Jeff Kauck has been setting the standard for food photography in Chicago and around the world for over twenty years. A water colorist and artist from a young age, Kauck is known for catching optimum light in his photographs and capturing food in unique ways. He has received several awards, including a prestigious James Beard nomination for his work on the Spiaggia Cookbook. Recently, Spoon had a chance to speak exclusively with Kauck, one of kindest and most talented people on the planet.


Photo by Jeff Kauck

SPOON: So how did you come to food photography? Have you always had an interest for food?
KAUCK: Well, what I loved about watercolor is that it’s all about luminosity and the brilliance and presence of light. When I started doing photography and opened a studio, I started out as a generalist. You take anything you can to pay the bills, so I tried a little bit of everything and none of it really appealed to me. My wife, whom I met in art school, said to me, “You know, what you really need to do is you need to photograph food.” I thought that was the dumbest idea I’d ever heard in my life! But my wife said to give it a try, so I did, and sure enough they actually wanted you to light food similarly to watercolor, with the light like on a bright sunny day, and that’s what led me to food photography. You know if anybody asked me if there is any trick to what I do, the trick is that I love what I do. I am absolutely addicted to photography. It’s a real passion.

SPOON: So you have a lot of corporate clients like McDonalds and Kraft. Would you say you have to approach a photo session with a corporate client in a different mindset than you would for Spiaggia or another restaurant?
KAUCK: Yes and no. The food photo industry is broken into two pieces. There is the editorial, which is cookbooks and magazines, and then there’s the advertising, which is the corporate stuff, like Kraft and McDonald’s. In both cases, you are being hired to represent something. They bring you in to be a problem solver. You might have a chef like Tony Mantuano at Spiaggia: he’s got this wonderful quality about him. He loves to feed people, he loves to have a good time with them, and he wants you to bring that across in his pictures even though you’re photographing high-end Italian food. In the case of McDonald’s or Kraft, they come to you because they may have something they feel is unique about their product, whether it’s bigger or juicier or this or that. So in both cases, you sort of have to sit down with them and go, “Tell me about your product. Tell me about your competition. Tell me what makes you better.” They hire you to be an artist, but they also hire you to solve a puzzle.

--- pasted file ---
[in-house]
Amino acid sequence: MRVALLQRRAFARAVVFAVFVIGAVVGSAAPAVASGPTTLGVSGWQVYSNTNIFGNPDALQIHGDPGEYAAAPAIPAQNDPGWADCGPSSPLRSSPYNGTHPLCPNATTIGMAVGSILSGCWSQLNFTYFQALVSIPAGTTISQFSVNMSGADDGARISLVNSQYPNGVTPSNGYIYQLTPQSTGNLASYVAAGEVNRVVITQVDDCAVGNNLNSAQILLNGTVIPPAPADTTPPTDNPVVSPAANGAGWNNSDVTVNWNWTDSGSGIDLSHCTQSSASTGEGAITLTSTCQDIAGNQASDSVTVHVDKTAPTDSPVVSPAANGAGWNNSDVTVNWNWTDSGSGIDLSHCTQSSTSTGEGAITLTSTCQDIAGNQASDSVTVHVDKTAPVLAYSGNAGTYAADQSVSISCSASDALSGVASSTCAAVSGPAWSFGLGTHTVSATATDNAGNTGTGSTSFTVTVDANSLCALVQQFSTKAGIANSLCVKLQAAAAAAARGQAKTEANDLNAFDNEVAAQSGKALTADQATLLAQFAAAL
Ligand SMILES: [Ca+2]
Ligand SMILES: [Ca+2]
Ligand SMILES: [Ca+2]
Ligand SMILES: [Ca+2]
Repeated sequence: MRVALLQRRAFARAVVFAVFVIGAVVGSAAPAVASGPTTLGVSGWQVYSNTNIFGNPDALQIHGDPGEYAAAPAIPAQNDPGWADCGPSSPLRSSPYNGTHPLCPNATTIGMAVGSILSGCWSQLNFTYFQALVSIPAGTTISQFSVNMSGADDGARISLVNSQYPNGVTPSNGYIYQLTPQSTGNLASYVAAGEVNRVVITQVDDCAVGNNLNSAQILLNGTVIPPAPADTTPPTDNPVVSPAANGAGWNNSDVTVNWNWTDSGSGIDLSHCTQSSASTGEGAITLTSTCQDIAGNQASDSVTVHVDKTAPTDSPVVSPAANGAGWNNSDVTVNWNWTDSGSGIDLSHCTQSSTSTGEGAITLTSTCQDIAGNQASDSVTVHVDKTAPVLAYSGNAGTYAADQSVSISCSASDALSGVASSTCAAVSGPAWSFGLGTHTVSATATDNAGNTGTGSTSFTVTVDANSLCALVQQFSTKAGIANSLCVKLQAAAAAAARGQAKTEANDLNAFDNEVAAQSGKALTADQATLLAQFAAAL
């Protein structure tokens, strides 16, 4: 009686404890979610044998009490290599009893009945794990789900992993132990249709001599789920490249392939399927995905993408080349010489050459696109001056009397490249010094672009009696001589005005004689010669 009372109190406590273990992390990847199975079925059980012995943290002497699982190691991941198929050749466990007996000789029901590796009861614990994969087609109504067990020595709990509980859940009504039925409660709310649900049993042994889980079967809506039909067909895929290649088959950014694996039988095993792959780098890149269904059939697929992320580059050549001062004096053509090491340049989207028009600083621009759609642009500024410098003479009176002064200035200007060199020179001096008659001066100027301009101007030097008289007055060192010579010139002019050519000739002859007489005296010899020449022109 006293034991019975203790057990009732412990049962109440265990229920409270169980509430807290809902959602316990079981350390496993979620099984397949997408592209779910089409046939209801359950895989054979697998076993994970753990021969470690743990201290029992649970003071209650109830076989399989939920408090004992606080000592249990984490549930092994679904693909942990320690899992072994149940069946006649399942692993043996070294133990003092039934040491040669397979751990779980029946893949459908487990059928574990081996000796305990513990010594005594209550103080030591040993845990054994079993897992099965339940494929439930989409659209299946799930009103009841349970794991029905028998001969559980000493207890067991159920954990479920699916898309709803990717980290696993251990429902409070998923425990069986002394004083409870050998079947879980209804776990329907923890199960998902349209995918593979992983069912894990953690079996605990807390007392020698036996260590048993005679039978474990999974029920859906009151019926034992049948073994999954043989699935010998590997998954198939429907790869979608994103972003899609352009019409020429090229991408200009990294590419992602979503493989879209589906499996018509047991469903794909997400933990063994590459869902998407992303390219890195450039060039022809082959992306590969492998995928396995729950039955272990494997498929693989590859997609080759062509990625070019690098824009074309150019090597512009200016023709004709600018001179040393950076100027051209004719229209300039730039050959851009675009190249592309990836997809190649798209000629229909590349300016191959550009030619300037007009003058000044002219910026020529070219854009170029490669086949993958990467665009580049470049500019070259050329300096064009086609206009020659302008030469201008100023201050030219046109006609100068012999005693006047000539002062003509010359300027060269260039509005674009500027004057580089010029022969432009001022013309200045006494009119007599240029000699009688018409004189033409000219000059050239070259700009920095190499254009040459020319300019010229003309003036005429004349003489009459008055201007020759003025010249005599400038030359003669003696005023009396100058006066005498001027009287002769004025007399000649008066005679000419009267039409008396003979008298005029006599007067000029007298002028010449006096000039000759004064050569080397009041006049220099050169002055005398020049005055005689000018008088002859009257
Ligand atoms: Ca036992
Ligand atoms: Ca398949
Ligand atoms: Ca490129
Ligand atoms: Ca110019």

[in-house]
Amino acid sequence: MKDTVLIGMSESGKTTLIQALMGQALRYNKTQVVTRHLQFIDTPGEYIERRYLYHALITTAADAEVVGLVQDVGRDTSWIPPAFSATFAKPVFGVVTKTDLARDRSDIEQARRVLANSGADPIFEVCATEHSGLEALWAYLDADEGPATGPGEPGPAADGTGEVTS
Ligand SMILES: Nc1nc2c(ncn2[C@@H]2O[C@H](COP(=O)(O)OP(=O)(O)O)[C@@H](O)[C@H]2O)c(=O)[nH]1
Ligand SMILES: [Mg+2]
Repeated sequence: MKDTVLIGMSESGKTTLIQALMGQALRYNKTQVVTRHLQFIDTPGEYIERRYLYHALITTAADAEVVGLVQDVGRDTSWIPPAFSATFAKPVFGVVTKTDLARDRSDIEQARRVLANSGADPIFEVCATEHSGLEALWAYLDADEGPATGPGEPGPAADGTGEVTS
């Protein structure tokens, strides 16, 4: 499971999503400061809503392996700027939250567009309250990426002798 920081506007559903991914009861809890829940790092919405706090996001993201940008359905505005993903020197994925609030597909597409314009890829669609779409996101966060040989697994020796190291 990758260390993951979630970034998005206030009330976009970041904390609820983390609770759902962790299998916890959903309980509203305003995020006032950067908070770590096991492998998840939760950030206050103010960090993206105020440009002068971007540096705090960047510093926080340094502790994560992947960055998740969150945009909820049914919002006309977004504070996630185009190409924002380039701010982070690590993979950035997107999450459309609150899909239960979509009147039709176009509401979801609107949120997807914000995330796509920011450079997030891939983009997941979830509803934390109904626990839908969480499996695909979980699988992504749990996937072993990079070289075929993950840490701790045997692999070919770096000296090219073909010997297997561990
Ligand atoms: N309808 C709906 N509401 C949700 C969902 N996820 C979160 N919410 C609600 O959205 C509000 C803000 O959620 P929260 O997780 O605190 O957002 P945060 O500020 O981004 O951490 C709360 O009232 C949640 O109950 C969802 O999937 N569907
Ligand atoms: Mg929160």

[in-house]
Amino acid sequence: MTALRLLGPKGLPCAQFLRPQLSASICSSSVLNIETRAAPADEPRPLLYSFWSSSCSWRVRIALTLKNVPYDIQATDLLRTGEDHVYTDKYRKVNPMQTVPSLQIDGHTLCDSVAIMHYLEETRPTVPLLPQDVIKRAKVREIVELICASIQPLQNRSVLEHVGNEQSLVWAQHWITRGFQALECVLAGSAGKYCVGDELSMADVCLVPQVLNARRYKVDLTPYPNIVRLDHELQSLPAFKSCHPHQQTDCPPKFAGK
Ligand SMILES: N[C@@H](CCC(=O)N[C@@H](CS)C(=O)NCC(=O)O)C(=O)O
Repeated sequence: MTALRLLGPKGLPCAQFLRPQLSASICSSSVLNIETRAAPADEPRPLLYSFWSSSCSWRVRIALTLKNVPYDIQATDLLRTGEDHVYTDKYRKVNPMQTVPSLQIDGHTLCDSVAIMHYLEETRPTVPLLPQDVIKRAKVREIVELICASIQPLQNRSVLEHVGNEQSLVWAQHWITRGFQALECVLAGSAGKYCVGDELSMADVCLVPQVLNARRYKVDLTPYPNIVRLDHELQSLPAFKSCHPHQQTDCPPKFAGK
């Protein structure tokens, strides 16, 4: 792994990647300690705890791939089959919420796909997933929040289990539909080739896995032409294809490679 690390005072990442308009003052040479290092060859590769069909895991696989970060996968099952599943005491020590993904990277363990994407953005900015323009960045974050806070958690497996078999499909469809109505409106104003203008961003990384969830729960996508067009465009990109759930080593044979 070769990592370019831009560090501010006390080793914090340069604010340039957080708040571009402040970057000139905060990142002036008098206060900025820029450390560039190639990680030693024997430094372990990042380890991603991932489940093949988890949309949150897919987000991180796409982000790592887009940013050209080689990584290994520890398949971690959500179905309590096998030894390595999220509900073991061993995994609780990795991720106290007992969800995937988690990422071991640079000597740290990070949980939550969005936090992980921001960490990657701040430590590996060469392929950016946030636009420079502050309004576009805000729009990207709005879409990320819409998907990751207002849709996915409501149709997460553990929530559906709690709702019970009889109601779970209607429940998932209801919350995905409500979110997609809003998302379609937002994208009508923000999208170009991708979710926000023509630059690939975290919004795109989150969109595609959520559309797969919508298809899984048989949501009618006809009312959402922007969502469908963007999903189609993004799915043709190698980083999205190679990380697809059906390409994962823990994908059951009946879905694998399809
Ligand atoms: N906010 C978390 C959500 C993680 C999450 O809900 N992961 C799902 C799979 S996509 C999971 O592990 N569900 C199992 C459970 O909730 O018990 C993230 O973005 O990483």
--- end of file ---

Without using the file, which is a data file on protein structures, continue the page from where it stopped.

Photo by Jeff Kauck

SPOON: How many people are involved in a photo shoot?
KAUCK: Well, today we were shooting for a big company. We had two lead food stylists, two food styling assistants, a prop stylist, a digital tech, a photo assistant, a brand manager, a design manager and a producer.

SPOON: So when you are hired to do a photo shoot, do you get to choose the food stylist or does the client?
KAUCK: It depends on the situation. If it’s the first time with the client, they might say they like working with this food stylist or that food stylist but they’ll also ask for recommendations. If it’s something unique like ice cream then you might have the same person in mind. Other times they say, “Hey, we want to mix it up a little bit. For example, instead of having a normal flute player we want a flute player that came from a jazz background instead of a classical background.” And you go, “But why do you want to do that?” They’ll say, “Well, our new music has a little bit of flavor. We think it’s going to lean a little better to a jazz sort of thing.” So, it’s a collaboration.

SPOON: When you go to a restaurant and see something on the menu, do you think more about how it would taste or how it would look?
KAUCK: That’s a very good question. I think it depends on where you’re going. If you’re going to a great restaurant like Grace, Spiaggia, Alinea or something where the presentation is something like a piece of artwork, then you certainly look forward to that surprise of how they’re going to present that piece of artwork to you. If you’re going to Pizano’s for a pizza you’re not so much thinking about what it looks like, but what it tastes like. I think it’s a combination of things, honestly.


Photo by Jeff Kauck

SPOON: Do you think photographing food is different than other objects?